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Ambisinisterity, success traps and the base of the pyramid

Millington, Nadia (2015) Ambisinisterity, success traps and the base of the pyramid. Doctoral thesis, The London School of Economics and Political Science.

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Abstract

The failure to simultaneously explore and exploit (i.e. achieve ambidexterity) continues to present an ongoing challenge for Multinational Corporations (MNCs). Here, exploration involves “experimentation with new alternatives” and exploitation, “refinement and extension of existing competencies, technologies and paradigms”. This problem is particularly acute for MNCs exploring disenfranchised/poverty prone segments (such as the Base of the Pyramid), whilst exploiting existing strongholds in wealthier segments of emerging market contexts. Yet there continues to be a dearth of academic scholarship on this phenomenon. This thesis aims to address this gap. It comprises two sections - The first section presents a systematic review of ambidexterity failure literature (referred to as ambisinisterity), which is then paired with insights from institutional theory to examine factors that account for MNC failure, specifically within low munificence emerging market contexts. The second section investigates one theoretical perspective within the ambisinisterity tradition, viz. a success trap. Fundamentally, a success trap refers to the tendency of an organisation to overspecialise in exploitation at the expense of exploration. This thesis examines this theory from the countervailing perspective of exploration under-adaptation and draws on a longitudinal inductive qualitative single case study of XXX India’s Healthcare Division to develop theoretical insights. My findings illustrate that exploration under-adaptation in emerging markets results from the dynamic interplay of accelerated learning and divergence mechanisms. Should these processes not be constrained and monitored with like rigour, MNC failure to explore in resource-constrained environments will continue to confound Top Management Teams.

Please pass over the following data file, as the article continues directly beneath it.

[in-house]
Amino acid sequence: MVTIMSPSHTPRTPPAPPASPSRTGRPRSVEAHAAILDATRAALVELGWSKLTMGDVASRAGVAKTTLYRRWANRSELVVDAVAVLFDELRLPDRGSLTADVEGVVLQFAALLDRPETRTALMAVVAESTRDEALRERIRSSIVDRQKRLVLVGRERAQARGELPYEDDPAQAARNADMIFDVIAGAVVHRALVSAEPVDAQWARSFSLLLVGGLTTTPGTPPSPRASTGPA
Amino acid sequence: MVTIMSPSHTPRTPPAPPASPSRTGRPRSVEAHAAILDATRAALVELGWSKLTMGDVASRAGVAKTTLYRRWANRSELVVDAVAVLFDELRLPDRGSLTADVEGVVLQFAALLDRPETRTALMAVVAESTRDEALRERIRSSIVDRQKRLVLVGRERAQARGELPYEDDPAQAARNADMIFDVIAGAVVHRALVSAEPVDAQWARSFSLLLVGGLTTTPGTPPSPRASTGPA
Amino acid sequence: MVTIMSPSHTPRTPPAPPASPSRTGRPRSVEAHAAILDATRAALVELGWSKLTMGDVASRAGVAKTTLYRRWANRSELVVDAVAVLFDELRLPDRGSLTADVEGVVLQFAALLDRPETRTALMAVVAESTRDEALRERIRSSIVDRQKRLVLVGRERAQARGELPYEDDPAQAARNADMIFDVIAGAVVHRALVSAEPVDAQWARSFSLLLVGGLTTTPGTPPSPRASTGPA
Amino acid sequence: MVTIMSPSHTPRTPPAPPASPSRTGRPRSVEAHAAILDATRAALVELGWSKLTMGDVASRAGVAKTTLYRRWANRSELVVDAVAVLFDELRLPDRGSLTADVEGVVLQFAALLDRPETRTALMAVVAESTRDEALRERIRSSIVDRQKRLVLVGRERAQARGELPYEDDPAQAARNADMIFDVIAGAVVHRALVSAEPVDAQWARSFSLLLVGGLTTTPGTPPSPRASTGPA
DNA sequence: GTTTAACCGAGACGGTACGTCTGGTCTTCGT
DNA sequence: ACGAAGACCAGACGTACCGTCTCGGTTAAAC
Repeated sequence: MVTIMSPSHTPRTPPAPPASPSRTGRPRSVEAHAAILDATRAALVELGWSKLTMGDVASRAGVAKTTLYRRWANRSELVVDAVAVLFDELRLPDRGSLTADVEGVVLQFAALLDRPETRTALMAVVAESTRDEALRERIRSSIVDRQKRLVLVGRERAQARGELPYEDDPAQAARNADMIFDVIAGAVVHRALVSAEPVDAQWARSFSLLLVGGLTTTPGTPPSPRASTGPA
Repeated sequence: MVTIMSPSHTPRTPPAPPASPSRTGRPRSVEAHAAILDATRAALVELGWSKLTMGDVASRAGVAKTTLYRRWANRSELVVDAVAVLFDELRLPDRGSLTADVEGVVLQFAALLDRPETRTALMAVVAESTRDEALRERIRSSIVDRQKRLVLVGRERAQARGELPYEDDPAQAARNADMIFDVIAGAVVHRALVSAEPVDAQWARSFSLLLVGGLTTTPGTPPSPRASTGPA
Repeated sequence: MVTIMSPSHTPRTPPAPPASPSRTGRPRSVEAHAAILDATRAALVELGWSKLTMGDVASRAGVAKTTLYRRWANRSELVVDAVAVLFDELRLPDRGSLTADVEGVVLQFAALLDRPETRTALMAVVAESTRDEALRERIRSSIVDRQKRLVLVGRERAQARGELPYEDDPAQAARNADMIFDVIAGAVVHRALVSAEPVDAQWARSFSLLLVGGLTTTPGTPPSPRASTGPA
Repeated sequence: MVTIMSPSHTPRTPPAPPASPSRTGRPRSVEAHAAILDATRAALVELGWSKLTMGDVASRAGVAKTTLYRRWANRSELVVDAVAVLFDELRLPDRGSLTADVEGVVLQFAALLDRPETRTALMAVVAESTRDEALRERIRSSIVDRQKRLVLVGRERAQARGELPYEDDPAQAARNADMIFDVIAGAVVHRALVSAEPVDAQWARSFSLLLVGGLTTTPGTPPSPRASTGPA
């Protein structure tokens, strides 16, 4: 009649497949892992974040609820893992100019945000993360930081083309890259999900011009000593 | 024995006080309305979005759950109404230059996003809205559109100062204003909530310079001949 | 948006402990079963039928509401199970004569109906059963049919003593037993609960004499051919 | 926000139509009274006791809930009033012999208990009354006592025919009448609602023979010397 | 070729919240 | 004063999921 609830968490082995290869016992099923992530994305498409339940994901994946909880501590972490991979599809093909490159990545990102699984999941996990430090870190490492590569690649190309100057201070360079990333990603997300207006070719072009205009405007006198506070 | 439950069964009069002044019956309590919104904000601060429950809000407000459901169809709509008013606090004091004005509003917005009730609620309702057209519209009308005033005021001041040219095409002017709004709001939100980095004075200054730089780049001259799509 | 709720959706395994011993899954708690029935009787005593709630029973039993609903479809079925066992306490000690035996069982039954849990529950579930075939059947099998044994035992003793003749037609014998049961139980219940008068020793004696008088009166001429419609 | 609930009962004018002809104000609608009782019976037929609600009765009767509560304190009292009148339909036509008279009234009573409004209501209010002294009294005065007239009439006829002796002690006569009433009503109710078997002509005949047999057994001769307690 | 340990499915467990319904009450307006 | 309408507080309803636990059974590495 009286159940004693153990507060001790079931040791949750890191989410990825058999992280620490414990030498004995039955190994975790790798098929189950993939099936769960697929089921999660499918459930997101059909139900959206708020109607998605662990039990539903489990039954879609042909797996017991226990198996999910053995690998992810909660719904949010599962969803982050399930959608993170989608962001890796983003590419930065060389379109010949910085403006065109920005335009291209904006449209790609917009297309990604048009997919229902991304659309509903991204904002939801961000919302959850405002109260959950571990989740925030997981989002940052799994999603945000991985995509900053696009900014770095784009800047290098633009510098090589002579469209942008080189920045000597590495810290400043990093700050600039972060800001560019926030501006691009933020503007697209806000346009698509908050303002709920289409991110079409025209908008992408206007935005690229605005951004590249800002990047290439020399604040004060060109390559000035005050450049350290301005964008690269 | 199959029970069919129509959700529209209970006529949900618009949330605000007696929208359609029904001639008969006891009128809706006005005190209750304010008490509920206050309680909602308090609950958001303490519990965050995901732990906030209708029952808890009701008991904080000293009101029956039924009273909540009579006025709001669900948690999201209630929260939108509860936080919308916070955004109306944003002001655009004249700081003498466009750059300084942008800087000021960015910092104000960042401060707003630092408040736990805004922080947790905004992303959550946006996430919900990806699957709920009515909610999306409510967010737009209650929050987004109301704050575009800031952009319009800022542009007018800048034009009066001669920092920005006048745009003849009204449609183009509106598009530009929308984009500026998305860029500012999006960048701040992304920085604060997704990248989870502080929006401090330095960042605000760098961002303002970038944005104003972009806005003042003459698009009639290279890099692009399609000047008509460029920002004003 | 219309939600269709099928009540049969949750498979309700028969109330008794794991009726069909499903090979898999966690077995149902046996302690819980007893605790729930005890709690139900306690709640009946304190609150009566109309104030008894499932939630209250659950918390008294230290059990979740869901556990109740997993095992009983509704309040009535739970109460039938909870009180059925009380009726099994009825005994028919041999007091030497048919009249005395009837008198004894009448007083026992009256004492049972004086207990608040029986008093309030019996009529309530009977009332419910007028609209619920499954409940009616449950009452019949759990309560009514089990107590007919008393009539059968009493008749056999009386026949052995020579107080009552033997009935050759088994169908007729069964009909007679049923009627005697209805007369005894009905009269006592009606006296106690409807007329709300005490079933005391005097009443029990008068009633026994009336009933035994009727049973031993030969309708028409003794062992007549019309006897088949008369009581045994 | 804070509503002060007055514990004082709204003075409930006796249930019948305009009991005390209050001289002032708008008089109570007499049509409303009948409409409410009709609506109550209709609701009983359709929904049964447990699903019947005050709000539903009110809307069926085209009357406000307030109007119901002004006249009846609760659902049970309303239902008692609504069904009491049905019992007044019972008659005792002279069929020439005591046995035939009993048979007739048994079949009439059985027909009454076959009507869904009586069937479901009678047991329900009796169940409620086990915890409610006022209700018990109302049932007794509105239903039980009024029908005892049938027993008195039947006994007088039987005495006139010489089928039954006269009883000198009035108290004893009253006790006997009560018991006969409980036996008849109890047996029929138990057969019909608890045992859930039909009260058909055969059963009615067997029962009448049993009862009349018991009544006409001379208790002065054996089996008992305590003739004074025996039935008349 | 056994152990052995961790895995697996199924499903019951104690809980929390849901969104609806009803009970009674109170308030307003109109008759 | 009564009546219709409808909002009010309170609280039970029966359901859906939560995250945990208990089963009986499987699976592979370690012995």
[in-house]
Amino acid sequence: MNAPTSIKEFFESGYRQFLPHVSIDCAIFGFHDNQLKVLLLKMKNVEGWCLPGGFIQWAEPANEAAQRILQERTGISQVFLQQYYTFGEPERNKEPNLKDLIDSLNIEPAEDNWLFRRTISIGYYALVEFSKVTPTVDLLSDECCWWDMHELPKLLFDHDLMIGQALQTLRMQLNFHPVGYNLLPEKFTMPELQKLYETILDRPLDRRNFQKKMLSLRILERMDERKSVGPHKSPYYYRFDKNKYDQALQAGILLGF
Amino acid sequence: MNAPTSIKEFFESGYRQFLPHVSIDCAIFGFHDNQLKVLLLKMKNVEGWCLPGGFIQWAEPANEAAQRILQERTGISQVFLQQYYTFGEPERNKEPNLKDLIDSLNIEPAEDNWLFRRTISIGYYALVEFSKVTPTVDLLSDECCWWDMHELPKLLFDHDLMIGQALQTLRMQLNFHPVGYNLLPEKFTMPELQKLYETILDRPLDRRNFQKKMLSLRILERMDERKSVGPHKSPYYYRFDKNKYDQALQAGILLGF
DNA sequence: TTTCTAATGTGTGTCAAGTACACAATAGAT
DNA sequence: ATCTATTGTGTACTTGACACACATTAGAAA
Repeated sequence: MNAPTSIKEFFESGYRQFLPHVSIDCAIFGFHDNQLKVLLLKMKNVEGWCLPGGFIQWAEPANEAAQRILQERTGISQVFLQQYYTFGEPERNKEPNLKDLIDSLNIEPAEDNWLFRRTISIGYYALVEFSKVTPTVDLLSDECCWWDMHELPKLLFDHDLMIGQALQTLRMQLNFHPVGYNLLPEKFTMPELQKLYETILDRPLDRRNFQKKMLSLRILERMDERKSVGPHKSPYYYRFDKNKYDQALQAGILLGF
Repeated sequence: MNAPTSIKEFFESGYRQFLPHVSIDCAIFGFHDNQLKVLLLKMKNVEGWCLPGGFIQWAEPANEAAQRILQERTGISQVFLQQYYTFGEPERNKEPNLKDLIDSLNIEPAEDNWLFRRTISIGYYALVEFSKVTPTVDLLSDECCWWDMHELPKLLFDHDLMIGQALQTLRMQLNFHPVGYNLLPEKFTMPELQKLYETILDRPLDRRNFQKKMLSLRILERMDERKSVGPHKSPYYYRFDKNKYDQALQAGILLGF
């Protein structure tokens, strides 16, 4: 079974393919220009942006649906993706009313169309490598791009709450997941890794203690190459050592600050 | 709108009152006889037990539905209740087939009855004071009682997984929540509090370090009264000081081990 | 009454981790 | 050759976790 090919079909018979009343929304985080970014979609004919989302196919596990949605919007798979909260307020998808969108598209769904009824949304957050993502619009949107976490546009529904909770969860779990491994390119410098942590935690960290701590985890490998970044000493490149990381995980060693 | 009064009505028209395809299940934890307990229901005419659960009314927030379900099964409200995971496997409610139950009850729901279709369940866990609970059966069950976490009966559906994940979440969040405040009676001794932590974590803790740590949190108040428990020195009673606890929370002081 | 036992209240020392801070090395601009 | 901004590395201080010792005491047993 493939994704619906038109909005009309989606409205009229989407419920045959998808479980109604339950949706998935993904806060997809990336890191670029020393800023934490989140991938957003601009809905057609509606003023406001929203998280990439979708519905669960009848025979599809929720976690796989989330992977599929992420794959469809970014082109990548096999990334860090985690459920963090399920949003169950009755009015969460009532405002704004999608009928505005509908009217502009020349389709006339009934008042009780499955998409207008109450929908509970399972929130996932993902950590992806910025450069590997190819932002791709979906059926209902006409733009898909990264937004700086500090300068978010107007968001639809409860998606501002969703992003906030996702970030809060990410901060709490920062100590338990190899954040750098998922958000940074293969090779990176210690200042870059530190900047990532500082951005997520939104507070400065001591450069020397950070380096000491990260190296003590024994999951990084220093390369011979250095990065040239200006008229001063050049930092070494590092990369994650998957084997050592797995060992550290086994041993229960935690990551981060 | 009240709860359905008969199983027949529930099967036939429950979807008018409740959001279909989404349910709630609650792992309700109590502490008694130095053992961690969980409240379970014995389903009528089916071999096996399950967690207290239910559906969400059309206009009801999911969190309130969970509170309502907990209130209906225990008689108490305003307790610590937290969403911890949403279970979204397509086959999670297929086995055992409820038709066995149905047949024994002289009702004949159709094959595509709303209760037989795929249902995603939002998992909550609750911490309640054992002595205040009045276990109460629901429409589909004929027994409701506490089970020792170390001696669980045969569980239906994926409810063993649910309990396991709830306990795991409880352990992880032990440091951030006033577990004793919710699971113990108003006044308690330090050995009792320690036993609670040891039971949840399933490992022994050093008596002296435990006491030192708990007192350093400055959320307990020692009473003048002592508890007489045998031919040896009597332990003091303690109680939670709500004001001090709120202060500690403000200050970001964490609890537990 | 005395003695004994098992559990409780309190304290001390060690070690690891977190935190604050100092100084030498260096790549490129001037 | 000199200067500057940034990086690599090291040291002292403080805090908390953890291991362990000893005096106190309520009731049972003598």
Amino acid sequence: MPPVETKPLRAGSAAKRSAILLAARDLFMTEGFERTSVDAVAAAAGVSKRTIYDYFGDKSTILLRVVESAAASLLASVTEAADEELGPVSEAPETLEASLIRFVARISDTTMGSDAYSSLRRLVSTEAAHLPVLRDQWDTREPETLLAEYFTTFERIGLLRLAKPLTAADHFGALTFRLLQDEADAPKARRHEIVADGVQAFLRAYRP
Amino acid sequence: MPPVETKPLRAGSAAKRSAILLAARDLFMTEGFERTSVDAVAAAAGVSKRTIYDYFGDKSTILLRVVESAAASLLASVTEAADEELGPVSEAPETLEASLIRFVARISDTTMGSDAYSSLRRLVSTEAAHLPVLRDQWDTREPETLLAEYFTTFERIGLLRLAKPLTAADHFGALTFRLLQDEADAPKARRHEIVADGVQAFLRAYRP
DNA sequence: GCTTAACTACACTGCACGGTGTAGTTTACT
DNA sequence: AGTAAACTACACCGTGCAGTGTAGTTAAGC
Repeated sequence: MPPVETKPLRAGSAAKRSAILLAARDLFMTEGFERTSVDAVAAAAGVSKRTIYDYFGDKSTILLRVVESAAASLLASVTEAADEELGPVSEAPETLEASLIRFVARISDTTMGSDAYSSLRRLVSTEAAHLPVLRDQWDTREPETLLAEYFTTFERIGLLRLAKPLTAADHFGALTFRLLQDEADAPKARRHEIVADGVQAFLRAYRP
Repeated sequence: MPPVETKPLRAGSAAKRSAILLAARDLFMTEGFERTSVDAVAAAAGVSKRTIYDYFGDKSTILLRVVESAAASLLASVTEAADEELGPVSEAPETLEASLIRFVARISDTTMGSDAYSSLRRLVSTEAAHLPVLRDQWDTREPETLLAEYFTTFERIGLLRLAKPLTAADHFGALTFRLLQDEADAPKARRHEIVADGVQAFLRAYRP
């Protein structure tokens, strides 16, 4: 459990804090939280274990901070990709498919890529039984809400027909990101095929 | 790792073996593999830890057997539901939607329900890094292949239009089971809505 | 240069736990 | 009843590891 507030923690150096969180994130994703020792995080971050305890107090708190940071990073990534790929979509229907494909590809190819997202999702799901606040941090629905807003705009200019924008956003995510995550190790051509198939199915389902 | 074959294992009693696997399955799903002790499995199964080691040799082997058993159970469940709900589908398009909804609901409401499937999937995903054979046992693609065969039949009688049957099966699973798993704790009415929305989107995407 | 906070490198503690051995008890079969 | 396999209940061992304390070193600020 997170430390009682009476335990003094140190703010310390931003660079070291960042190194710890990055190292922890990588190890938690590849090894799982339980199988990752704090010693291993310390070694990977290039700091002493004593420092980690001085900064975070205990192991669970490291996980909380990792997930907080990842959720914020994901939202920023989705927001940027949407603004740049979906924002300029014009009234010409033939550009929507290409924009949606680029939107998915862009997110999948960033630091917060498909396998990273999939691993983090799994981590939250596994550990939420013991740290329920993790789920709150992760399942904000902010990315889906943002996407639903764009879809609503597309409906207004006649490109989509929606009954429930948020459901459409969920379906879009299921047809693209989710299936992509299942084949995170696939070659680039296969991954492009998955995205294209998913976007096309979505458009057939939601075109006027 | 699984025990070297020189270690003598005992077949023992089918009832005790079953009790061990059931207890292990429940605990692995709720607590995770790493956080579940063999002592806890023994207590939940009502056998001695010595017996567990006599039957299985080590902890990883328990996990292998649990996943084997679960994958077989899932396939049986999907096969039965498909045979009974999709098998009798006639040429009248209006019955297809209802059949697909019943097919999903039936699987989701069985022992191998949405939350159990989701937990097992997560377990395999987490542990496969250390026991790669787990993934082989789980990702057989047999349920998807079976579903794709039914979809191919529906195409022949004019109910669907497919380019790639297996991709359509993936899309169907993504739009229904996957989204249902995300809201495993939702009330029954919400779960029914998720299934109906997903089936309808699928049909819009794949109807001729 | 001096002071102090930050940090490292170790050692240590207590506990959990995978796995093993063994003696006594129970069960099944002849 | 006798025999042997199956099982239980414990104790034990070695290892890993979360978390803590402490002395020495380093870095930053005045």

Item Type: Thesis (Doctoral)
Additional Information: © 2015 The Author
Divisions: Management
Subjects: H Social Sciences > HD Industries. Land use. Labor > HD28 Management. Industrial Management
Sets: Departments > Management
Date Deposited: 07 Nov 2016 10:41
Last Modified: 19 Apr 2019 23:03
URI: http://eprints.lse.ac.uk/id/eprint/68236

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